blackbirdan online journal of literature and the artsSpring 2012 v11n1
Julian Street

   Why I Became a Cubist
   Straight Talk With Everybody’s Publishers
   Painstaking Writer
   from Julian Street’s 1947 New York Times Obituary
   1913 International Exhibition of Modern Art (pdf)

Julian Street was born April 12, 1879, in Chicago. He was a reporter, short story writer, novelist, travel writer, humorist, and food writer. His nonfiction books include Abroad at Home (Garden City Publishing Co., 1914), The Most Interesting American: A Close Range Study of Theodore Roosevelt (The Century Co., 1915), and Mysterious Japan (Doubleday, Page, & Co., 1921).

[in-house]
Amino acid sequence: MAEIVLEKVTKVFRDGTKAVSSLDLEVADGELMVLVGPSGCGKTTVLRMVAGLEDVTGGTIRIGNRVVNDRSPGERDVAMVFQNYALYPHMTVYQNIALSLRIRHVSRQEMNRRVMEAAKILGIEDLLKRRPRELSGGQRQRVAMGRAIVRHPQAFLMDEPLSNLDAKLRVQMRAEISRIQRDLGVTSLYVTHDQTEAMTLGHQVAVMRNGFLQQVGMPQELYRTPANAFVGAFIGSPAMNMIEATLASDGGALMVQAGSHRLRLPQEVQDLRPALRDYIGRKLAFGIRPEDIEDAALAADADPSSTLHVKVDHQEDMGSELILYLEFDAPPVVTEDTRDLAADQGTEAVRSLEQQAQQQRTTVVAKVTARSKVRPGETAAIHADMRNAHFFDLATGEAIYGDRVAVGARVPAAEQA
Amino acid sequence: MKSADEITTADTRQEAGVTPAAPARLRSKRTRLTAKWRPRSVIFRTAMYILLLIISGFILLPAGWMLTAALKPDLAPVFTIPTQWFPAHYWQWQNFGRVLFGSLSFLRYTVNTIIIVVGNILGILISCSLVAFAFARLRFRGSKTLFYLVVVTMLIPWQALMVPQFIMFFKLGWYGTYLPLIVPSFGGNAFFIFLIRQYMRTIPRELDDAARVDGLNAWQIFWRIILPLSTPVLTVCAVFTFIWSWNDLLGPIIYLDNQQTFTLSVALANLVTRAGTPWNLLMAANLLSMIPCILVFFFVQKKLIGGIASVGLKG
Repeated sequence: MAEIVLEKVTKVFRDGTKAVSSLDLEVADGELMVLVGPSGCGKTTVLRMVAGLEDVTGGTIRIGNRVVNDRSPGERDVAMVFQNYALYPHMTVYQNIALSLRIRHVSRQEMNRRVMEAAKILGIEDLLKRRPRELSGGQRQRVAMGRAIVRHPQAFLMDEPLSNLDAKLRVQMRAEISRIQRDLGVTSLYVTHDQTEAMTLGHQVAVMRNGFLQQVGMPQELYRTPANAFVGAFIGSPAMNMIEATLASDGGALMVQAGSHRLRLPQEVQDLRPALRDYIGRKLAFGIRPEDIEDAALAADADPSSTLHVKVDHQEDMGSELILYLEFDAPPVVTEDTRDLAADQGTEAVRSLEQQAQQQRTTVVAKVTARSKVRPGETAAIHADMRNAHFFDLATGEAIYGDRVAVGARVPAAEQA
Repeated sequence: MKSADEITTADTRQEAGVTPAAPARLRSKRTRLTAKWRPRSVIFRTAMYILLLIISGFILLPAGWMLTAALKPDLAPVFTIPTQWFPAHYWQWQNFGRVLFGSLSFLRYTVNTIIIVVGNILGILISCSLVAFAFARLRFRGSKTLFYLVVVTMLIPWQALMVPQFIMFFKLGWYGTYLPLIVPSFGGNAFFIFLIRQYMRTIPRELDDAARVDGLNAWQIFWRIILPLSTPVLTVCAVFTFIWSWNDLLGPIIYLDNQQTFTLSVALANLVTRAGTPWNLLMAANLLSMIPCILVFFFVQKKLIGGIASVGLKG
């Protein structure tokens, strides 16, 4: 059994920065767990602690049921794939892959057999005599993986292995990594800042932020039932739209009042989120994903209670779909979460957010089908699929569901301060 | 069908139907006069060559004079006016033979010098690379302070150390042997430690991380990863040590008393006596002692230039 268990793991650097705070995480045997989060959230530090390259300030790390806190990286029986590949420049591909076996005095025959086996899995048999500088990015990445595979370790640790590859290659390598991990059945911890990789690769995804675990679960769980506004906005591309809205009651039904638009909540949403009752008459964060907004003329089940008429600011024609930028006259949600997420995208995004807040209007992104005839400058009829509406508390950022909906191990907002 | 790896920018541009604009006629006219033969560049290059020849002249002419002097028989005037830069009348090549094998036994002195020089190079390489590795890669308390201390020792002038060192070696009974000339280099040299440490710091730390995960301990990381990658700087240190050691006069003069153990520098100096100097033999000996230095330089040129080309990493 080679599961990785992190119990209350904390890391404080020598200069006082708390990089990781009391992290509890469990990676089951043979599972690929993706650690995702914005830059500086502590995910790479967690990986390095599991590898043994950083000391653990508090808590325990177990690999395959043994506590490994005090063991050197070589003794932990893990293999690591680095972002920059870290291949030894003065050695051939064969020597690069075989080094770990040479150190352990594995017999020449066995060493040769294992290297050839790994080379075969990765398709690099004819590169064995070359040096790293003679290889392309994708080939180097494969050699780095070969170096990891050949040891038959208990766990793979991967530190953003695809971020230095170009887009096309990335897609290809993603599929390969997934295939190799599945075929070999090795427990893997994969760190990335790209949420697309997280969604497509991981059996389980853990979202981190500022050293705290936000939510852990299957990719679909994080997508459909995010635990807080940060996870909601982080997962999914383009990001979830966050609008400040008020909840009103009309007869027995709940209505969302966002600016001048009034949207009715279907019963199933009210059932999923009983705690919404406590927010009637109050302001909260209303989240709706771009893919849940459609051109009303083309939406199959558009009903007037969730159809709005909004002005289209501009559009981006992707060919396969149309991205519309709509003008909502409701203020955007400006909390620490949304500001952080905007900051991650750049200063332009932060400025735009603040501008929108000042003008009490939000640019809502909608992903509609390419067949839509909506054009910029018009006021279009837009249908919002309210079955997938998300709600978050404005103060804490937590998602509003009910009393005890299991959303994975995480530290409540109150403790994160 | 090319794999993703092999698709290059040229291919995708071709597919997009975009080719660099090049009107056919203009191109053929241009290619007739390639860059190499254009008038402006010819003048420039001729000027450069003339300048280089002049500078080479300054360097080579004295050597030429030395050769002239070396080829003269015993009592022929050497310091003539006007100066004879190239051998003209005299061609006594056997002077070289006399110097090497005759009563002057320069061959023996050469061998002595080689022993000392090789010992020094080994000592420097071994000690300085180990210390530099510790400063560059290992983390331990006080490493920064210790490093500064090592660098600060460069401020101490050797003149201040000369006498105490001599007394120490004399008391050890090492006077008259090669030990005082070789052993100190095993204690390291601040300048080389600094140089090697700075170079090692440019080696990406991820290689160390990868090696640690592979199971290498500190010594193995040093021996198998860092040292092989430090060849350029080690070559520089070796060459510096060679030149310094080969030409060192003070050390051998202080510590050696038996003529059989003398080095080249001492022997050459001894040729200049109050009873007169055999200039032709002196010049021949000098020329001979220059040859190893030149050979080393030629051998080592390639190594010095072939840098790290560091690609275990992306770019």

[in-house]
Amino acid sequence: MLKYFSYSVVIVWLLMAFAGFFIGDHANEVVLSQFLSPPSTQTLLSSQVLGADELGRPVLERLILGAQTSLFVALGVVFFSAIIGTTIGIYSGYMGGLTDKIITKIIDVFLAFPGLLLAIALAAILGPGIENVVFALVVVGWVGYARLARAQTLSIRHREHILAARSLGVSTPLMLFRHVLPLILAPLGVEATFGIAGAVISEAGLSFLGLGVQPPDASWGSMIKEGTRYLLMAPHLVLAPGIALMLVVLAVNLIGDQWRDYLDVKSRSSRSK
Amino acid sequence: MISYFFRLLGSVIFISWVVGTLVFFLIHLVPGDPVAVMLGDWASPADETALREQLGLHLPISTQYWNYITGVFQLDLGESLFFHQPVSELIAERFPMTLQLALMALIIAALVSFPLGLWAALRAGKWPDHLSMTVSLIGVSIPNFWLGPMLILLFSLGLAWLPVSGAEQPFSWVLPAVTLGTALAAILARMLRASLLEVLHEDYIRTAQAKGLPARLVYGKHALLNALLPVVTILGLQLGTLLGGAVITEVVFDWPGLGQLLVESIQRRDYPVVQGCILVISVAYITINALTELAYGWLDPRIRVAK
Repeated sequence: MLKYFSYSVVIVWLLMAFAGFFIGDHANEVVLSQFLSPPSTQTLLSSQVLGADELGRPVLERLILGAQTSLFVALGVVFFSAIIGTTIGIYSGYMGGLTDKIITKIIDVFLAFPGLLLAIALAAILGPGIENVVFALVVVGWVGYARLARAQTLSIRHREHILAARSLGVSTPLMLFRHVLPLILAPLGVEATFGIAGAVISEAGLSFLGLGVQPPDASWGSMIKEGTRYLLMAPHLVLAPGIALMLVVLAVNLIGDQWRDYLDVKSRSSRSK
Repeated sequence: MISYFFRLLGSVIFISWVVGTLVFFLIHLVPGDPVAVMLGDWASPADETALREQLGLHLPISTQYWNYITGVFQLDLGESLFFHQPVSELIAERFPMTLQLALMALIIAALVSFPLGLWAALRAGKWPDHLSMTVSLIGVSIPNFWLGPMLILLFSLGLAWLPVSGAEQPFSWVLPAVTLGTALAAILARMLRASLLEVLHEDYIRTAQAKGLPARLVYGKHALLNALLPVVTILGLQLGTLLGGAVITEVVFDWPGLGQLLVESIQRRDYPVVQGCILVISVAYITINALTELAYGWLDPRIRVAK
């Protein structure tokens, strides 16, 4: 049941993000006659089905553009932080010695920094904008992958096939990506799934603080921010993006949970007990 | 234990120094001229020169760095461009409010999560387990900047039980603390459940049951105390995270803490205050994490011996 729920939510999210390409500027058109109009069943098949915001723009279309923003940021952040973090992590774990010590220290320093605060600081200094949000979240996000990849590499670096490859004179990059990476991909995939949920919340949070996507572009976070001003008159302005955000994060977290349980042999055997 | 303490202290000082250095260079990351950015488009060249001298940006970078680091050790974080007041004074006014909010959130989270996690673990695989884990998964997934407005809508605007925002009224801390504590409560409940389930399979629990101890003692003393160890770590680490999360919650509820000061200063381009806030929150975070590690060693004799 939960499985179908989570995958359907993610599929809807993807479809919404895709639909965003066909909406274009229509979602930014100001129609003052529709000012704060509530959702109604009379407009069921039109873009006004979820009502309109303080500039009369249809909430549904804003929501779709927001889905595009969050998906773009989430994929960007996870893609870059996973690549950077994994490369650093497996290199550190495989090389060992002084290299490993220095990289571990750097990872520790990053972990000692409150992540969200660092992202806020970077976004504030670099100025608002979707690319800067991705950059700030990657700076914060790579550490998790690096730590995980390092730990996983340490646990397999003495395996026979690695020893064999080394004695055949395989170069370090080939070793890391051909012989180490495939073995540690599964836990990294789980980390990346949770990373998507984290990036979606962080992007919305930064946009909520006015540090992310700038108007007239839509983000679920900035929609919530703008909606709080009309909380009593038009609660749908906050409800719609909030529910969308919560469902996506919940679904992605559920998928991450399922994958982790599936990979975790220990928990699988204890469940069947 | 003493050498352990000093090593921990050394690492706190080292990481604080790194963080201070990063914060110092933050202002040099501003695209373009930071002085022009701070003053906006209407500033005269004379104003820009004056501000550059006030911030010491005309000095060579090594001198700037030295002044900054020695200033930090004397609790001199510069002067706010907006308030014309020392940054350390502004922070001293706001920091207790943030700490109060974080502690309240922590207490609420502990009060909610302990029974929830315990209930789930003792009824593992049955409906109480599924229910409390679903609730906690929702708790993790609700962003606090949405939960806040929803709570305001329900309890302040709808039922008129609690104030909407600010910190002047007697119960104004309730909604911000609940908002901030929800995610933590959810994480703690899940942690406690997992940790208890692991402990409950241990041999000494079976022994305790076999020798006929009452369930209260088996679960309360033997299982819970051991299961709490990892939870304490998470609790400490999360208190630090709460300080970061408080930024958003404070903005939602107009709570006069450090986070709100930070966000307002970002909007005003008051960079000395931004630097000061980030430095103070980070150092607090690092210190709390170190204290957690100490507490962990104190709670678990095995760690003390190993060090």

He cowrote, with Booth Tarkington, The Country Cousin, a play that opened at New York's Gaiety Theatre in the fall of 1917. He published a novel, Rita Coventry (Doubleday) in 1922 and was also the recipient of two O. Henry Awards for his short stories. Known as an expert on wine and French cuisine later in his career, he published, soon after the end of prohibition, a pamphlet titled Civilized Drinking. Street died February 19, 1947, in Lakeville, Connecticut.  end